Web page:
Friday Factory Tune: Dans le Port d’Amsterdam

In the Port of Amsterdam, there are fewer sailors who drink, fewer who drink since Jacques Brel wrote this song. The decades since have seen dramatic advances in container shipping and harbor automation.

Here’s another version and one with the off-color subtitles. The Rod McKuen lyrics were dull in comparison.

Brel came from a manufacturing milieu, as this Socialist biography relates.

Brel was born in Brussels, the Belgian capital, in April 1929. His father, Romain Brel, had worked some 20 years for the import-export corporation Cominex, during which time he spent several years in the Congo, then a Belgian colony. In 1926, he returned to Brussels and, in 1929, held a post on the company’s board of directors. Shortly after, Armand Vanneste, his brother-in-law, offered to partner with him in founding Vanneste & Brel, a company making cardboard….It was into this well-to-do Brussels bourgeois family that Jacques Brel was born.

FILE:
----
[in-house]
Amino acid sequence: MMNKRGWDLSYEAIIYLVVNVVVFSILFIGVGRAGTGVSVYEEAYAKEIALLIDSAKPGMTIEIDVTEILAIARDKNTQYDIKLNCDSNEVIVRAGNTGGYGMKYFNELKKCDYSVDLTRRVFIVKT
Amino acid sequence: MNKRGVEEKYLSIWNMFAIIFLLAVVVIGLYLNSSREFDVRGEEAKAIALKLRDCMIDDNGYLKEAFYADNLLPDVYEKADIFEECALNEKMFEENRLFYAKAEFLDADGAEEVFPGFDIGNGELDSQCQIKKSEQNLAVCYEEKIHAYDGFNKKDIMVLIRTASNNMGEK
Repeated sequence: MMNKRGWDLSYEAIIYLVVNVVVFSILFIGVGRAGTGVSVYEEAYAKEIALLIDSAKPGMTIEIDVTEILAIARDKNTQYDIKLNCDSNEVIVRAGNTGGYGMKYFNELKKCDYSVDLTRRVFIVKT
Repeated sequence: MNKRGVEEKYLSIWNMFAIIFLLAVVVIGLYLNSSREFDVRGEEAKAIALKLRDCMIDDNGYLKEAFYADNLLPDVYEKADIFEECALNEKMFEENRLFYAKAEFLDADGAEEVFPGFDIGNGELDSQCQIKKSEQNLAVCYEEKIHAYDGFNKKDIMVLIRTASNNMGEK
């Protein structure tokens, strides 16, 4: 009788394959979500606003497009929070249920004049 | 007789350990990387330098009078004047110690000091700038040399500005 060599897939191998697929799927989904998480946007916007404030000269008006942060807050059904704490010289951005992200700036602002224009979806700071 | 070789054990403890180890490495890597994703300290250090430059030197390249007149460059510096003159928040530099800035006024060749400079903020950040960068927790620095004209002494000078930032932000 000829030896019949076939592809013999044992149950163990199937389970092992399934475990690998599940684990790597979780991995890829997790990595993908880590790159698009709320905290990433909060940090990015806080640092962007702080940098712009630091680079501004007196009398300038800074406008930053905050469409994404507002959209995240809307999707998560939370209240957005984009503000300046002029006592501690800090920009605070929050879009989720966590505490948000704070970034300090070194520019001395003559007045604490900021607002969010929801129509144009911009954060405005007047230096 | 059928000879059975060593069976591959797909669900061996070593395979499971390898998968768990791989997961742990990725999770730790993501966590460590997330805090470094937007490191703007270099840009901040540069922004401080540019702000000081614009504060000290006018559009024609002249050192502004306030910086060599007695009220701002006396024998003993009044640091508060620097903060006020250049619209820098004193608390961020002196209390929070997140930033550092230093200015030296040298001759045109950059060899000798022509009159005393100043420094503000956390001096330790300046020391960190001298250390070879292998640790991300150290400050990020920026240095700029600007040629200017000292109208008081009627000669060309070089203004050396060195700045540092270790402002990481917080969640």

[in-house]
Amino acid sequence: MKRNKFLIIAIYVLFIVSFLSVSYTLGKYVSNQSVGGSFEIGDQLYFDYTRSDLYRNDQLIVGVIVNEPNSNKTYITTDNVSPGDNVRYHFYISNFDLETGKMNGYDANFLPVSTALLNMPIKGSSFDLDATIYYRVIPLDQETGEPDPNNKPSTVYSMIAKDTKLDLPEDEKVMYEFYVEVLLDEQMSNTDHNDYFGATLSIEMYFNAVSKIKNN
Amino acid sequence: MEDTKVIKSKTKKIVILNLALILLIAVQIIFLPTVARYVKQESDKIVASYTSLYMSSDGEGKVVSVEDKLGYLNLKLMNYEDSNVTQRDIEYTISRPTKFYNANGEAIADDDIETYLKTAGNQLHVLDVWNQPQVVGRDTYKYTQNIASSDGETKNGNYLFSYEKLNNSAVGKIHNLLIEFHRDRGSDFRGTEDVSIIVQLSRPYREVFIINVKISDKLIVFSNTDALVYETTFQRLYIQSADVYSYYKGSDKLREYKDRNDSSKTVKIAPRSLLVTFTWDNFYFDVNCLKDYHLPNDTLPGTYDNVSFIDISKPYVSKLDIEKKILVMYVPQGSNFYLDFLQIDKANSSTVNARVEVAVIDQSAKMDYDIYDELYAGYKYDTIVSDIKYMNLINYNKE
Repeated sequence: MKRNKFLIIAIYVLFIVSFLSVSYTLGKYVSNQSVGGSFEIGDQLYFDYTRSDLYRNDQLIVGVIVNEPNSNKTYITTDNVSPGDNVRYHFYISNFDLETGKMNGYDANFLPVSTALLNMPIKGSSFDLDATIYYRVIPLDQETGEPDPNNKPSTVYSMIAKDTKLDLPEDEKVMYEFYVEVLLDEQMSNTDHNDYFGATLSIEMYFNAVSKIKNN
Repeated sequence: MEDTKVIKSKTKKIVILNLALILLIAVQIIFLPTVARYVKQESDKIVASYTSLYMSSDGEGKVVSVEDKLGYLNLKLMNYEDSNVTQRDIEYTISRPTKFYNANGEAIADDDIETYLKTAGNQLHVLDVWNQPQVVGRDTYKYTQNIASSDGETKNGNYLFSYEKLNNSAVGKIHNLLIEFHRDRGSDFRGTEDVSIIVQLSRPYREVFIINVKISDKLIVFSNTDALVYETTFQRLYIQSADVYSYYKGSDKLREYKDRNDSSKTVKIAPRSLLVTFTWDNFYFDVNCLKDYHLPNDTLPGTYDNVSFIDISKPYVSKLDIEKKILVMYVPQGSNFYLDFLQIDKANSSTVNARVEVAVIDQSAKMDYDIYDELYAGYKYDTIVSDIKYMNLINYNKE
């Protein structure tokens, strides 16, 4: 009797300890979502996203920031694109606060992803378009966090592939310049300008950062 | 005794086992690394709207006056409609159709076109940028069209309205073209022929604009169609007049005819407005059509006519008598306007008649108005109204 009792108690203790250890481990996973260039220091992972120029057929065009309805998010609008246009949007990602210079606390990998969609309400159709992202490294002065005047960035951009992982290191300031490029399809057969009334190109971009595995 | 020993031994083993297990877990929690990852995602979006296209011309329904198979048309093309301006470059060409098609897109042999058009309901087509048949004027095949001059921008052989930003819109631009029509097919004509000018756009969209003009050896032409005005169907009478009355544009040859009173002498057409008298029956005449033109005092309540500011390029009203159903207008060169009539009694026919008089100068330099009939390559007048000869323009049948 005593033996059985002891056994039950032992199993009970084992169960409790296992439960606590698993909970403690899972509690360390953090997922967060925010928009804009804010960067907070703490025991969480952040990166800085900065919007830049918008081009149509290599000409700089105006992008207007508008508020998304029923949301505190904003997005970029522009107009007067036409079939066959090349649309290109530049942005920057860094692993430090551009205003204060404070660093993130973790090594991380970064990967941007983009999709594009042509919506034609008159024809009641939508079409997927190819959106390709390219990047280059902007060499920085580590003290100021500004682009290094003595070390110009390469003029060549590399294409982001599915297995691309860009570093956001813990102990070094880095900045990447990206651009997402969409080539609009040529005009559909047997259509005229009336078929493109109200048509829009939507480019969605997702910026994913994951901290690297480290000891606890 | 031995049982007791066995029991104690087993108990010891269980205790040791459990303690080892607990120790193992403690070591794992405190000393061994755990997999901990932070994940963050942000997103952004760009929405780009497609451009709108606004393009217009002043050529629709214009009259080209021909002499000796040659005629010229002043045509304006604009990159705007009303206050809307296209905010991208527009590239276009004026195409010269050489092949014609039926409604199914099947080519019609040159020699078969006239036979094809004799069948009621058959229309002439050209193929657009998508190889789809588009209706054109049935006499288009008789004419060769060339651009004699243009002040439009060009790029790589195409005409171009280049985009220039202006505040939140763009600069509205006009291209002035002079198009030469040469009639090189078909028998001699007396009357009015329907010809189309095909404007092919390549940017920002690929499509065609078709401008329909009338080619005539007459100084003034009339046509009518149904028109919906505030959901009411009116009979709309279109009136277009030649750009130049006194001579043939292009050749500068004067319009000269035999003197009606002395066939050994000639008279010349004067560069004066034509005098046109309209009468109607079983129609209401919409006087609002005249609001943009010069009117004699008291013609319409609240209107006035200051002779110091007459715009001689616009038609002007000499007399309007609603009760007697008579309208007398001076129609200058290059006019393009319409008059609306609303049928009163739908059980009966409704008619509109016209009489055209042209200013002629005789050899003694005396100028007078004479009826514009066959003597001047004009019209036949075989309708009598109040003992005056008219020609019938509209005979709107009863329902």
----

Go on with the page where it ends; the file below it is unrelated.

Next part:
A very popular song to cover, e.g., Dresden Dolls and Marc Almond, who also did a credible synth-pop cover of the Brel song (via Scott Walker) “Jacky.”

In related compositioning, we offer this horrible video of Elvis Costello’s first waltz (we think), “New Amsterdam.”

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